ASSET OWNERS

Suppression of dissent shouldn’t be a core value

CalPERS' reprimand of a board member for publicly criticizing the hiring of Theodore “Ted” Eliopoulos as its chief investment officer is unacceptable.

The California Public Employees' Retirement System is, after all, a public institution. As a result, it needs to act in a transparent manner.

In elevating Mr. Eliopoulos, it was not as forthcoming as it should have been in describing the board's decision.

It was a unanimous vote for sure as CalPERS described the tally. But not all CalPERS board members were in agreement on the appointment.

One of them, J.J. Jelincic, challenged the board's decision and Mr. Eliopoulos' capability, as reported by Pension & Investments in a Sept. 29 story. Mr. Jelincic, on paid leave from his position as a CalPERS investment officer while he serves on the board, is prohibited from voting on issues that might raise a potential conflict of interest.

For his comments, Mr. Jelincic was censured by the board. Rob Feckner, board president, read a statement at CalPERS' Oct. 15 meeting, calling the comments a violation of the board's policy of “civility and courtesy, as well as a breach of the CalPERS core values.”

But what is uncivil about speaking out? As fiduciaries, the board is supposed to work in the interest of participants, who deserved a full hearing of issues. Taxpayers, who help finance the pension benefits, deserve to know how the board is working in their best interest to meet the objective of paying pension promises. In the long term, public pension funds depend on participant and public support. CalPERS must do more to bolster that support.

The chief investment officer is one of the top leadership positions at CalPERS. The board should have ensured the decision-making surrounding selection for such a post was open, especially with CalPERS emerging from a cloud of corruption and the resulting challenges to its credibility.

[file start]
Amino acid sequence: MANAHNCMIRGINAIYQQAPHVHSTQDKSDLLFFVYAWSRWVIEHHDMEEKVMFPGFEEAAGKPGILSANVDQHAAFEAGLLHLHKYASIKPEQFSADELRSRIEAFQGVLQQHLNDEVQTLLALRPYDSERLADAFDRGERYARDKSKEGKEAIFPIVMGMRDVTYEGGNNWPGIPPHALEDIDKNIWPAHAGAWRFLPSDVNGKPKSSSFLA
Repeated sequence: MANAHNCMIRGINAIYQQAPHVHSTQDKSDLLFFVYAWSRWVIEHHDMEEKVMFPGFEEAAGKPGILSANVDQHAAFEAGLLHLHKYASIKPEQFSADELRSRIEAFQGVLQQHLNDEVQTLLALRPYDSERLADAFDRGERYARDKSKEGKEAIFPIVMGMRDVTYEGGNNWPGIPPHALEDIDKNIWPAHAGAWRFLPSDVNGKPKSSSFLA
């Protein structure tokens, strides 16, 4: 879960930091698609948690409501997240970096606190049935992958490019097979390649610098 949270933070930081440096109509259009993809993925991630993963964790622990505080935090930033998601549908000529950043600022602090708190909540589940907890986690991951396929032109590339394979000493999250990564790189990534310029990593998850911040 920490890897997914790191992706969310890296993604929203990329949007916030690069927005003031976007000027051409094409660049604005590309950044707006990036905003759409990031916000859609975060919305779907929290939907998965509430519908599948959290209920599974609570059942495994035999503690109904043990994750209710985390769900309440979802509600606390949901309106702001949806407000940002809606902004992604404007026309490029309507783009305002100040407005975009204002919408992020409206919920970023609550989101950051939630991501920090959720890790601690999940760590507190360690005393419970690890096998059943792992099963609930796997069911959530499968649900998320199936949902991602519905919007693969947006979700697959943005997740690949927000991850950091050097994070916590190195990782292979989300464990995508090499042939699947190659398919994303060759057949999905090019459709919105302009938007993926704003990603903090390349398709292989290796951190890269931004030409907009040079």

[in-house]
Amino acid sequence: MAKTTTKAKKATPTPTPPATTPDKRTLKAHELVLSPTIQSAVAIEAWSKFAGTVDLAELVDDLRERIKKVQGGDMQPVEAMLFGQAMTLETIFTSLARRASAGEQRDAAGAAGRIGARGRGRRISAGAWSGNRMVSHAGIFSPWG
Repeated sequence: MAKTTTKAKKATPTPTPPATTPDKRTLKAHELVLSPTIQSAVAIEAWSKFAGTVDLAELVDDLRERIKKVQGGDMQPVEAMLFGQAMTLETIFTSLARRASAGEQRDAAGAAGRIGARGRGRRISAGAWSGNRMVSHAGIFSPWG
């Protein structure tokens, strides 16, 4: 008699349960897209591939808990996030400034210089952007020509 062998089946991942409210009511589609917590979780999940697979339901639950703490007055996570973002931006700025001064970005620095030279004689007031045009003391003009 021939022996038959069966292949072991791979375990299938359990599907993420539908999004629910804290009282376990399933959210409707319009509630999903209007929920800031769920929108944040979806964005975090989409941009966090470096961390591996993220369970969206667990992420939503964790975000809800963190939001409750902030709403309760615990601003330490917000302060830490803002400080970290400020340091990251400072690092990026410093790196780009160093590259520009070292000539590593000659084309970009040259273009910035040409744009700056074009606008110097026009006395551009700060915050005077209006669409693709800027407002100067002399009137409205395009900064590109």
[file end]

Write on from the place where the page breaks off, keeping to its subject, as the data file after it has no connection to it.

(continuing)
Federico Buenrostro pleaded guilty July 11 to accepting bribes to steer the pension fund to invest in particular private equity investments while he was CalPERS' CEO.

The Jelincic censure can leave participants and the public wondering to what extent the CalPERS board encourages discussion. The board should encourage other viewpoints. In fact, CalPERS in its effort to improve corporate governance encourages selection of independent board members who will not rubber-stamp management decisions. But with CalPERS' reprimand of Mr. Jelincic, that objective is meaningless. The reprimand also does a disservice to Mr. Eliopoulos. Mr. Jelincic's public dissent cast a shadow on the appointment. CalPERS should have encouraged discussion to clear it up.

CalPERS must assure participants and the public it has vetted its staff, especially its leadership, to mitigate chances of recurring corruption. In fact, concern about identifying fraud and misconduct led CalPERS to create a whistleblower hotline in 2010.

But so much for “whistleblowers” like Mr. Jelincic, who went public with his concerns. The board's reaction will deter others from stepping forward.

The board supposedly has a policy calling for it to be “open and accountable to stakeholders,” but instead seems to have a policy of suppressing dissenting viewpoints. Clearly, the policy needs revision to ensure the board is giving proper consideration and airing of all opinions. n

This article originally appeared in the October 27, 2014 print issue as, "Suppression of dissent shouldn't be a core value".